Thursday, 3 October 2013

Drugs vs. Exercise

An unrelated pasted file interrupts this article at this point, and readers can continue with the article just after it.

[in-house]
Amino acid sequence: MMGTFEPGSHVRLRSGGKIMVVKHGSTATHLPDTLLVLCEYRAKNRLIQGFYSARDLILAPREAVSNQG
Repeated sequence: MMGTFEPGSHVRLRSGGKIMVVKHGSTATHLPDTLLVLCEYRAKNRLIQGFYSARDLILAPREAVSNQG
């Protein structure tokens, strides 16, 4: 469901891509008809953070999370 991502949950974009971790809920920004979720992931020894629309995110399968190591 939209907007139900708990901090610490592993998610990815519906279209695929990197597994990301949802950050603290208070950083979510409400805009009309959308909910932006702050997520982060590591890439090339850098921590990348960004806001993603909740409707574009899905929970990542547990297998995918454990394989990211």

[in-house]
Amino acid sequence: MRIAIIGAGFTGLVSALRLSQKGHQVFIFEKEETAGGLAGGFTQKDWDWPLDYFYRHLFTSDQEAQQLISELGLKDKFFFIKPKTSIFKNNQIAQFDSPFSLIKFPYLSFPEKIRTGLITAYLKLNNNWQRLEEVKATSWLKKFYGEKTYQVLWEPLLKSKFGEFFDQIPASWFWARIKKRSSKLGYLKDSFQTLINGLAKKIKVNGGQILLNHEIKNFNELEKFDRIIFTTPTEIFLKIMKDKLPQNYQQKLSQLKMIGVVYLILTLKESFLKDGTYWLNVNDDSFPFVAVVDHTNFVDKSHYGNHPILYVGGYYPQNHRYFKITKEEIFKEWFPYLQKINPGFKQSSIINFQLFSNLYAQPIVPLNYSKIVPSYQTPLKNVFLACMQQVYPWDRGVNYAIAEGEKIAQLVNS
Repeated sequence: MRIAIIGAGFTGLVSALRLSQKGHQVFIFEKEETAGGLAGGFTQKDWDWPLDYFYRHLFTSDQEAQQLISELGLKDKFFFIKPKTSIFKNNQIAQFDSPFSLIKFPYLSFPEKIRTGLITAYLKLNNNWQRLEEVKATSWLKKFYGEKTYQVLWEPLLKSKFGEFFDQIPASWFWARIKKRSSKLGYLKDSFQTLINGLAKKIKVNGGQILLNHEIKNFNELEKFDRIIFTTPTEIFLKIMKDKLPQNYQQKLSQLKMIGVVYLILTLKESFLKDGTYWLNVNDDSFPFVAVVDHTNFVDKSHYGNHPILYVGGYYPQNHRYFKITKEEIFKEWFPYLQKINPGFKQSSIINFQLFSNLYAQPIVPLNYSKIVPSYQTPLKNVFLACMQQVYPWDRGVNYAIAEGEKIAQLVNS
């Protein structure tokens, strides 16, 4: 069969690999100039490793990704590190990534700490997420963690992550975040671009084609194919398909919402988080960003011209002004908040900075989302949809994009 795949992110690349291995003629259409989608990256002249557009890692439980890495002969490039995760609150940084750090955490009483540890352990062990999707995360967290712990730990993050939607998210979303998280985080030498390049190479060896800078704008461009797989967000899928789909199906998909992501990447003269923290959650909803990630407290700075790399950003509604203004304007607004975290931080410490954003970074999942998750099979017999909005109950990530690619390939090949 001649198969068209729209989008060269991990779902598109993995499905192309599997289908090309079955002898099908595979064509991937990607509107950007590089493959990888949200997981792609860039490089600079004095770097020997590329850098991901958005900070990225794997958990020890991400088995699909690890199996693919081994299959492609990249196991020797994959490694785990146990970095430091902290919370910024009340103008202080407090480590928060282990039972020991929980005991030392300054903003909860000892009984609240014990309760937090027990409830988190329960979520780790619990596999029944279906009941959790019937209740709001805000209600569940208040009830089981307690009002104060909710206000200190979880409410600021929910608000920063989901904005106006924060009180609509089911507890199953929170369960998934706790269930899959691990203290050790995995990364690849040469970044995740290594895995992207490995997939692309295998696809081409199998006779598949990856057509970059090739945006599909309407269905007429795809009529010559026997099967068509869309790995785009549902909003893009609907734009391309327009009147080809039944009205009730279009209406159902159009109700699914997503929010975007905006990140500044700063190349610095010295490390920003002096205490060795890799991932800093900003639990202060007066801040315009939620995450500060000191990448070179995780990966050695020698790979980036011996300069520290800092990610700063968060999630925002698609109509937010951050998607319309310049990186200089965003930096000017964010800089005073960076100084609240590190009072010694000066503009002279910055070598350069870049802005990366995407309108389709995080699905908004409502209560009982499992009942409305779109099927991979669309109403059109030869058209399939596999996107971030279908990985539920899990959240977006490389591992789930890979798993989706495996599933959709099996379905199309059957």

Well, we always knew – but there’s nothing like an article in the British Medical Journal to prove a point – published yesterday the article states: Conclusions, although limited in quantity, existing randomised trial evidence on exercise interventions suggests that exercise and many drug interventions are often potentially similar in terms of their mortality benefits in the secondary prevention of coronary heart disease, rehabilitation after stroke, treatment of heart failure, and prevention of diabetes. So – this means that although the experiment had limited numbers there is no measurable difference between using drugs or doing exercise for patients who have Coronary heart disease and want to prevent further trouble, for those rehabilitating after a stroke, for treating heart failure and for preventing diabetes. Bit of an obvious choice if you ask me – drugs almost invariably have side effects and aim to ‘treat’ a certain condition. Exercise treats the whole body, and its direct effects are multiple; lifts mood, keeps mobile, manages weight (and so reduces risk of many diseases), increases energy levels, improves self esteem and its cheap! According to ‘NHS Choices’ web site: It's medically proven that people who do regular physical activity have: • up to a 35% lower risk of coronary heart disease and stroke • up to a 50% lower risk of type 2 diabetes • up to a 50% lower risk of colon cancer • up to a 20% lower risk of breast cancer • a 30% lower risk of early death • up to an 83% lower risk of osteoarthritis • up to a 68% lower risk of hip fracture • a 30% lower risk of falls (among older adults) • up to a 30% lower risk of depression • up to a 30% lower risk of dementia “If exercise were a pill, it would be one of the most cost-effective drugs ever invented,” says Dr Nick Cavill, a health promotion consultant. So all of you that exercise regularly (about 150 mins a week) – think of the good you are doing yourself. Need help and advice to get more active? - Just contact us

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